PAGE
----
The cell theory is 150 years old, sort of—it's not really a theory, more a set of ideas initially promulgated back in 1839, a culmination of observations by many scientists using the relatively new tool back then, the microscope.
At any rate, here's a textbook version of it:
- All organisms are made of one or more cells.
- The cell is the basic building block of all living things.
- All cells come from pre-existing cells. Omnis cellula e cellula.
The first two parts are credited to Theodor Schwann and Matthias Schleiden, apparently inspired by an after-dinner coffee chat. Schwann published it (and neglected to mention Schleiden) in 1838 with a third part, something about “free cell formation,” akin to spontaneous generation. Rudolph Virchow proclaimed omnis cellula e cellula in 1858, now usually listed as the third tenet of the cell theory.
Still, each time I bring it up in class, I hope a student will challenge it. I rattle on about the Earth's finite age, about the vastly different planet it was a few billion years ago, then how, according to the cell theory, all cells come from pre-existing cells.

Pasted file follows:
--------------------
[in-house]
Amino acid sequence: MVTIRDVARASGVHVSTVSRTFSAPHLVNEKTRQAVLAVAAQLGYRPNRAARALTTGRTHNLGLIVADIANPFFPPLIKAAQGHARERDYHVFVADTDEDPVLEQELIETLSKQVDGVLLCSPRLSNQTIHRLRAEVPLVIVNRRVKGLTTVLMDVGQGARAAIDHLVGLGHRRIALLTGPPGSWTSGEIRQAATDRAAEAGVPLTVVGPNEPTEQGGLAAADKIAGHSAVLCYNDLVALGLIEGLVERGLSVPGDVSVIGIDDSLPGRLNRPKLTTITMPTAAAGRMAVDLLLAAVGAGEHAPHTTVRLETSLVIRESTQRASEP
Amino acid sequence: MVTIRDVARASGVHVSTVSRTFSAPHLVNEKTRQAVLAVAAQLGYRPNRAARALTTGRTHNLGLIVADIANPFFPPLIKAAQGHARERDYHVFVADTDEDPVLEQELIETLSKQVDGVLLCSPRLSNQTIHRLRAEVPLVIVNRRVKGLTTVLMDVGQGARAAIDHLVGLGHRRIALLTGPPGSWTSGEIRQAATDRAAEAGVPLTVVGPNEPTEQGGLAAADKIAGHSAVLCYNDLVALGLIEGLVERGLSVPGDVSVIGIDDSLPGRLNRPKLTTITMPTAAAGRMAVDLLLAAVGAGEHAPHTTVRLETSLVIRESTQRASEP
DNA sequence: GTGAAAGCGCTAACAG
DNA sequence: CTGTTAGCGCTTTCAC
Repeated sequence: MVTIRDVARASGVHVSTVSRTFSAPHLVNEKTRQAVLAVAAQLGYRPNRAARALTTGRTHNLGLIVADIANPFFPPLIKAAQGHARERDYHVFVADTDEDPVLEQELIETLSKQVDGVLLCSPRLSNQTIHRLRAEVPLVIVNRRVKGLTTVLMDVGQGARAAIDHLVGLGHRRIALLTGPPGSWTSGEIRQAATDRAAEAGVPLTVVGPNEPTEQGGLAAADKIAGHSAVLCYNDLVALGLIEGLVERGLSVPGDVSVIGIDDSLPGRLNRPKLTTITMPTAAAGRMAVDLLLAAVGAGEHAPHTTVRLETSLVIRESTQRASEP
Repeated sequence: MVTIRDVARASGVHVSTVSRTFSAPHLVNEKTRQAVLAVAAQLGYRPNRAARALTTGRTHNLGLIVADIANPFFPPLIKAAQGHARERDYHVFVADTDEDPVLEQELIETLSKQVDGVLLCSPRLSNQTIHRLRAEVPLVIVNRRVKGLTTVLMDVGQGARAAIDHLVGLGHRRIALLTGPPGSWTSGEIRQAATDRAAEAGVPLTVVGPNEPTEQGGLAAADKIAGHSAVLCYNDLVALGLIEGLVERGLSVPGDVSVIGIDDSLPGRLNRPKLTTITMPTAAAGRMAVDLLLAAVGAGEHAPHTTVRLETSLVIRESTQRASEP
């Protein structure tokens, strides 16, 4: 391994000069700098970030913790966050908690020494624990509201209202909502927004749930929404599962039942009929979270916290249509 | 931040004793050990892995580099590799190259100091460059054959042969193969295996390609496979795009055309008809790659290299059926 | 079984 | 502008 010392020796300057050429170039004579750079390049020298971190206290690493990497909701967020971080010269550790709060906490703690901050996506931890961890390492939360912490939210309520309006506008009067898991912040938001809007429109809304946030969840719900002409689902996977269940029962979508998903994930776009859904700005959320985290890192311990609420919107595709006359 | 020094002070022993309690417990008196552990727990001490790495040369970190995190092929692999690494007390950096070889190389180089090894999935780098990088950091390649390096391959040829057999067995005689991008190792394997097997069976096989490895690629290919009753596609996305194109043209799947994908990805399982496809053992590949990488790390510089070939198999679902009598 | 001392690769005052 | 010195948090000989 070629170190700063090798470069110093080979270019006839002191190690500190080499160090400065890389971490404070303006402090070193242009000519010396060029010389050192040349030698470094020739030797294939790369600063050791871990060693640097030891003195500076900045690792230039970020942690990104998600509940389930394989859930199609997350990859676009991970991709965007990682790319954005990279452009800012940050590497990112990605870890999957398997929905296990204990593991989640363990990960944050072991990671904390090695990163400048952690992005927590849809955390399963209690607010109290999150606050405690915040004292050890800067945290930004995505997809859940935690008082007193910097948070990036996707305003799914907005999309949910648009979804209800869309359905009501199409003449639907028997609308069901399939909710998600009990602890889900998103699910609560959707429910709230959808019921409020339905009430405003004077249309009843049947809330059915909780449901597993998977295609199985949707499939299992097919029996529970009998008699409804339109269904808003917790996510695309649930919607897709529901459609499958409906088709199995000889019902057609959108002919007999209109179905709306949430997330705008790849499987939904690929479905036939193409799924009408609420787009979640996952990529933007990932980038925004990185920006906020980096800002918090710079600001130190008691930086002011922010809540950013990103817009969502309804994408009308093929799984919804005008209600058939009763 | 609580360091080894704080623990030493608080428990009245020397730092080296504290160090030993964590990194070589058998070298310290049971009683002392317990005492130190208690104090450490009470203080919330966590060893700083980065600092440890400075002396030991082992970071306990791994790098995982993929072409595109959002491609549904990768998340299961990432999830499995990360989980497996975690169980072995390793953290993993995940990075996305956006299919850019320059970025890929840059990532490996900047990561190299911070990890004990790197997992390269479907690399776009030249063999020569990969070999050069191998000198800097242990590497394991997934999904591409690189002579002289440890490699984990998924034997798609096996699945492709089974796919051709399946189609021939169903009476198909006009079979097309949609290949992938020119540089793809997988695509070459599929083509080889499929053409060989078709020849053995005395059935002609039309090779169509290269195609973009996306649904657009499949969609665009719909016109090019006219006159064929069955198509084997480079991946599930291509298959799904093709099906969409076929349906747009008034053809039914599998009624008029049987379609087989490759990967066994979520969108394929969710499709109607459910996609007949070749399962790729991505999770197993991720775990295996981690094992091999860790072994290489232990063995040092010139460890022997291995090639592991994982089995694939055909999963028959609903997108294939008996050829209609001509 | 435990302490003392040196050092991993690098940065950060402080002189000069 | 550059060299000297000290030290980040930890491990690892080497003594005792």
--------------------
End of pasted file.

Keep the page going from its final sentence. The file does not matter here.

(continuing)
The obvious question—and school has a way of discouraging true questions, even the obvious ones:
A little less obvious, but still powerful question:
If a cell formed from a certain set of conditions once, how come it didn't happen hundred or millions or billions of times other times?
Maybe Scwhann's free cell formation idea was not so crazy after all.
Finally, and now colleagues may wander away as I don my tinfoil hat:
Science is not knowing the answers, science is observing and questioning and putting together some framework to explain what we observe. Science is, after all, telling stories.
I'd rather hang with the skeptics.